10. Playing with a Full Deck:
       The Periodic Table
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       d Orbitals in Bonding

The antibiotic valinomycin and several other antibiotics work in the same way as EDTA. Valinomycin is known to make it easier for potassium ions to get through biological membranes, and x-ray crystallographers found out why recently when they solved the structure of the potassium salt of the antibiotic. The valinomycin molecule is a closed ring of 36 atoms, with 12 carbonyl (C=O) groups. It wraps around the potassium ion with six of the carbonyl oxygens as octahedral ligands, and effectively gives the ion an organic molecule "overcoat." The coated ion can slip through a membrane more easily because its charge is disguised. Part of the toxicity of this antibiotic to microorganisms is believed to lie in its upsetting of the natural balance of potassum ions within the cell membranes.

The iron atom in the oxidation-reduction protein cytochrome c is octahedrally coordinated, with four of the six ligands coming from one large, planar porphyrin molecule, as shown below. This ironporphyrin complex is called a heme group. In cytochrome c the fifth and sixth octahedral ligands, above and below the plane of the heme group, are provided by a nitrogen and a sulfur atom from the protein wrapped around the heme. The delocalized electrons in the porphyrin ring are shared with the iron, thereby changing its oxidation--reduction behavior. Hemoglobin is another combination of heme groups and protein, in which the fifth octahedral ligand is a nitrogen atom from the protein, and the sixth position is left open for binding the molecule that each hemoglobin molecule carries in the bloodstream.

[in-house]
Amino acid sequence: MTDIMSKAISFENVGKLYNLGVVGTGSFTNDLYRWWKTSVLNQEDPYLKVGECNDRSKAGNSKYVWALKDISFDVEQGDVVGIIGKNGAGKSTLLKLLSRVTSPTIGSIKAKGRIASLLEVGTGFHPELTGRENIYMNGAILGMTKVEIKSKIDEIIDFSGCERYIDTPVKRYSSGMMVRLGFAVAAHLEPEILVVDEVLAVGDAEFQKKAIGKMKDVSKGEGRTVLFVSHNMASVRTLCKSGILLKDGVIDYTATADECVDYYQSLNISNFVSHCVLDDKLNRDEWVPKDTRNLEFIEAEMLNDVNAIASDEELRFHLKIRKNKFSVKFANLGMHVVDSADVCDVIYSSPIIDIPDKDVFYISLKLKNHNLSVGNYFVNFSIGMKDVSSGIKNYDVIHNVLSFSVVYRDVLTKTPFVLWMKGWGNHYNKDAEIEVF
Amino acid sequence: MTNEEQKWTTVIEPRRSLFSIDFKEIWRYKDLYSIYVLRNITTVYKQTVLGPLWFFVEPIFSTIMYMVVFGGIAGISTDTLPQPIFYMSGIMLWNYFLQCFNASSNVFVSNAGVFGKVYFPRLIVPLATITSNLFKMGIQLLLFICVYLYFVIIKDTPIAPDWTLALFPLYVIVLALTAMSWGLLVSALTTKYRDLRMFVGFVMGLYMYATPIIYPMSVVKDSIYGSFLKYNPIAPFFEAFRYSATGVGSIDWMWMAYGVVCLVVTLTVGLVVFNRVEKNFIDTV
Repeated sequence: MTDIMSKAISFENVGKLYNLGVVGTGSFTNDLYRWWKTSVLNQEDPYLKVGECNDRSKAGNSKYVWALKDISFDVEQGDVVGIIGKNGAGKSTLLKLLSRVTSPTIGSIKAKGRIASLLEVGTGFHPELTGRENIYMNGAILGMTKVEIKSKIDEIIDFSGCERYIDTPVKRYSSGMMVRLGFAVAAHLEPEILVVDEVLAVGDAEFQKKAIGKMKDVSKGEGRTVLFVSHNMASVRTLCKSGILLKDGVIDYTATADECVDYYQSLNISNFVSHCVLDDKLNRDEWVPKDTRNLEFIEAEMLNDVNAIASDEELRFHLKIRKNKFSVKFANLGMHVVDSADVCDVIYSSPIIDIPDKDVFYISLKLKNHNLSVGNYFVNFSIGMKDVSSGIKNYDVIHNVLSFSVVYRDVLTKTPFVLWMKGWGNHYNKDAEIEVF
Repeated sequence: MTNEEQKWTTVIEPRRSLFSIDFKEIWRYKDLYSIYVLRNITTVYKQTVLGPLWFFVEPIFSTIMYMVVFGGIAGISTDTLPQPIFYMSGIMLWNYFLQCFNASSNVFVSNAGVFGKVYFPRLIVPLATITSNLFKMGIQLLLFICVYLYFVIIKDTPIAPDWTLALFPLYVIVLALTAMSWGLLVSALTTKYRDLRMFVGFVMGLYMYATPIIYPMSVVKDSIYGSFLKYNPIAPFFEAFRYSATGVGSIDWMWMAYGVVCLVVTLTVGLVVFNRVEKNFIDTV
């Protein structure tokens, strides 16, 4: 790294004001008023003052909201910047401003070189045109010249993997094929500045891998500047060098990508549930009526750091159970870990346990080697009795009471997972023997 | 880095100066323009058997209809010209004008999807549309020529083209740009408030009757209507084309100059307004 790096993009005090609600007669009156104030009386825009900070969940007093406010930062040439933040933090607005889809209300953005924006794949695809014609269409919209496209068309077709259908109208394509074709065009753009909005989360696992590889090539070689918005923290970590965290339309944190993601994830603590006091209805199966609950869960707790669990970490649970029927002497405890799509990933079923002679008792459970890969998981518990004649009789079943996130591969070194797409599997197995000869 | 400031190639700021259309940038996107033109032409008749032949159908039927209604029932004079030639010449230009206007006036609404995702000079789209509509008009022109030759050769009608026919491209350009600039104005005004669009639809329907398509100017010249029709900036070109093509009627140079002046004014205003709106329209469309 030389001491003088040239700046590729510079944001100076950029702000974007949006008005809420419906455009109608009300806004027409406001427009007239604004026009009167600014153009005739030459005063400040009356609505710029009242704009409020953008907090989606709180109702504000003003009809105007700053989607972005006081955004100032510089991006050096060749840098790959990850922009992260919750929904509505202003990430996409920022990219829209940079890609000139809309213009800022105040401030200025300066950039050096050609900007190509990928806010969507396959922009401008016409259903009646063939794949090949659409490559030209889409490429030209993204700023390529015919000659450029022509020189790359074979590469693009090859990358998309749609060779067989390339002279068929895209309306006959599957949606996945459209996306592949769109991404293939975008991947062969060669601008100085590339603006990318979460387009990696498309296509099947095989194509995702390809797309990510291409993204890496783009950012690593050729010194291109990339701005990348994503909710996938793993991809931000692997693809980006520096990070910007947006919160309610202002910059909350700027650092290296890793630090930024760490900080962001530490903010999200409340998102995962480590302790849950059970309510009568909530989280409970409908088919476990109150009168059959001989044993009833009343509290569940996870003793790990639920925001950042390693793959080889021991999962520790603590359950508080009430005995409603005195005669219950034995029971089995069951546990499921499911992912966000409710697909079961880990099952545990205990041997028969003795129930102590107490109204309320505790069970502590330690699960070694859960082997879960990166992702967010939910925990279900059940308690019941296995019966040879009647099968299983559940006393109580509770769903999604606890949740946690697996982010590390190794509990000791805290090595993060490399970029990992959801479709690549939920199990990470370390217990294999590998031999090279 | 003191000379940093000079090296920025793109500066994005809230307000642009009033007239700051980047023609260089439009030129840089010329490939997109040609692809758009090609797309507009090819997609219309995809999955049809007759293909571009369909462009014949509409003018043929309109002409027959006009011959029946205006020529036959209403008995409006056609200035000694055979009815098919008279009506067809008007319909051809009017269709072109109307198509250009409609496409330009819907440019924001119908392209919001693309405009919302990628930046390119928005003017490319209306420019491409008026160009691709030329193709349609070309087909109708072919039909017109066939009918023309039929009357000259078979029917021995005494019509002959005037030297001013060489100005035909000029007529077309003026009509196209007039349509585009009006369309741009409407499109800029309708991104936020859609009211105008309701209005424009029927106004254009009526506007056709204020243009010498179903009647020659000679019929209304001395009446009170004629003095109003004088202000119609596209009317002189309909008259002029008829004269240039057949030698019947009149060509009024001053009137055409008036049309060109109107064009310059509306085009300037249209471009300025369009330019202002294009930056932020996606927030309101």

Four of the six octahedral ligand positions of are occupied by four nitrogen lone pairs from the flat porphyrin ring, and the fifth and sixth positions are filled by other chemical groups. The double-bond electrons in the porphyrin ring actually are delocalized over the entire ring system.
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